A newly minted American citizen takes the Broadway repertoire to Brazil and back.
By Joel Benjamin
Paulo Szot’s Salute to Broadway was as close to perfect as a cabaret act can be. This newly minted American citizen sang a generous set of Broadway songs, taking them to Brazil and back, overlaying them with Latin charm. Add in a duet with the exquisite Rebecca Luker and musical direction by the brilliantly savvy Billy Stritch and it was almost too much to take in one evening.
After a rollicking instrumental arrangement of “I Hear Music” (Lane/Loesser), Szot, as is his habit established in his six previous appearances at Feinstein’s/54 Below, began with a stroll through the audience singing two Burton Lane/Alan Jay Lerner songs, “On a Clear Day” and “Come Back to Me,” the latter with a few updated references. Continuing with his mini Burton Lane tribute, “You’re All the World To Me,” the song to which Fred Astaire famously danced on the ceiling in Royal Wedding, was a backhanded way of extolling the virtues of touring.
His “Being Alive” (Sondheim) was deeply felt to the point that made a point of not being able to sing the title words until he was ready to do so. “Change Partners” (Berlin) was suavely sung, and an Evita medley (Lloyd Webber/Rice) was great, but his South Pacific mix, which oddly began with “Baubles, Bangles and Beads” from Kismet (Borodin/Wright/Forrest), consisted of all the leading ladies’ songs. Szot ran with them with humor and a wink.
His duet with Rebecca Luker, “Too Many Mornings” (Sondheim) was simply amazing and deeply moving, the two making it clear that they really have to do a musical together—and soon!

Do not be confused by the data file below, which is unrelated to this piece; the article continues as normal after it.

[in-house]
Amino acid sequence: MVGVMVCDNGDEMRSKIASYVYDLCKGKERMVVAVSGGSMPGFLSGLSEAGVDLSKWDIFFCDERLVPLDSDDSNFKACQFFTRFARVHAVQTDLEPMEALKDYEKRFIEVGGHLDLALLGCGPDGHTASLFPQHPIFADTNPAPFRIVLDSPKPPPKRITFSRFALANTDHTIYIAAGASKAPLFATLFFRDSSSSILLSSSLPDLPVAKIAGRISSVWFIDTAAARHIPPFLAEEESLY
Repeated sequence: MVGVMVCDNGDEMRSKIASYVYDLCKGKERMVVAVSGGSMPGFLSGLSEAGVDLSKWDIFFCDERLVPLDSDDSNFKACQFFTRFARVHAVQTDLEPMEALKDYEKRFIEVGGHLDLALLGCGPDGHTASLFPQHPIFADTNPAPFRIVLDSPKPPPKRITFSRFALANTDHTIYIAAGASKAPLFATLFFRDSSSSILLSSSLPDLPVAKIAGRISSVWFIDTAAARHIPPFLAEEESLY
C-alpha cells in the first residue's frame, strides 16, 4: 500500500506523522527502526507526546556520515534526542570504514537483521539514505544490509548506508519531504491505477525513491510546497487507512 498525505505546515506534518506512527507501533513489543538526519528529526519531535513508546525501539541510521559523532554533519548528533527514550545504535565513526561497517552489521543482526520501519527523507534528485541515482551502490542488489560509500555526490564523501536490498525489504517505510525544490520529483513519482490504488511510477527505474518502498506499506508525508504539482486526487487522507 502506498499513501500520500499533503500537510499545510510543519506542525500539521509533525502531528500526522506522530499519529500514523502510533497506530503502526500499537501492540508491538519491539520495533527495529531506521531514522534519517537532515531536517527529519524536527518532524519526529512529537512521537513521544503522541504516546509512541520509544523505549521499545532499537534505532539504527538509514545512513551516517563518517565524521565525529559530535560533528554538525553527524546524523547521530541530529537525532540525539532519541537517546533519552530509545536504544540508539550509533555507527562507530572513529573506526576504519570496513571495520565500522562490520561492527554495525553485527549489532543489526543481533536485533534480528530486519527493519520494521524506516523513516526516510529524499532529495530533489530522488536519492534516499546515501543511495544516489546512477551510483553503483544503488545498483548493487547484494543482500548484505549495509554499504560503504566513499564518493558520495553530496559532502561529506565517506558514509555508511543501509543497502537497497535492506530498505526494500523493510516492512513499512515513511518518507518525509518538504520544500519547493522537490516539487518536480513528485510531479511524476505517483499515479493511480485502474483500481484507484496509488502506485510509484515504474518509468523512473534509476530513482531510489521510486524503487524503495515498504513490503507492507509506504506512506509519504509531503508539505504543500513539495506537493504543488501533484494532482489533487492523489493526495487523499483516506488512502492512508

He further confirmed his leading man status with a Cole Porter Medley with Stritch’s witty Brazilian-inflected arrangements, but a selection of songs from Kismet brought memories of that finest of leading men, Alfred Drake. Szot brought “Stranger In Paradise” and “And This is My Beloved” to the status of art songs, where they belong.
“Will the Music Come Again,” written by an old friend of Szot’s, Bruce Zemsky, examined the songwriter’s anxieties about whether his songwriting would be good. Zemsky needn’t have worried. As sung by Szot, this song had complexity and depth.
Of course, Szot had to sing “This Nearly Was Mine” (Rodgers & Hammerstein) from South Pacific, his first New York musical for which he won a Tony Award. This opera star turned it into an aria of Puccini-like dimensions, building to a climax that brought tears to many eyes.
Brought back to the stage by a big standing ovation, he treated us to “The Sweetest Sounds” (Rodgers) and “Make Someone Happy” from Do Re Mi (Styne/Comden/Green), both optimistic and both making for a terrific end to a spectacular show.
The two extraordinary musicians who completed the on stage trio were Itaiguara Brandao on bass and David Meade on drums who made the most of Stritch’s colorful arrangements.
Paulo Szot: Salute to Broadway (June 6 – 10, 2017)
254 West 54th Street, between Broadway and Eighth Avenue
New York, NY
For reservations and information, call 646-476-3551 or visit www.54Below.com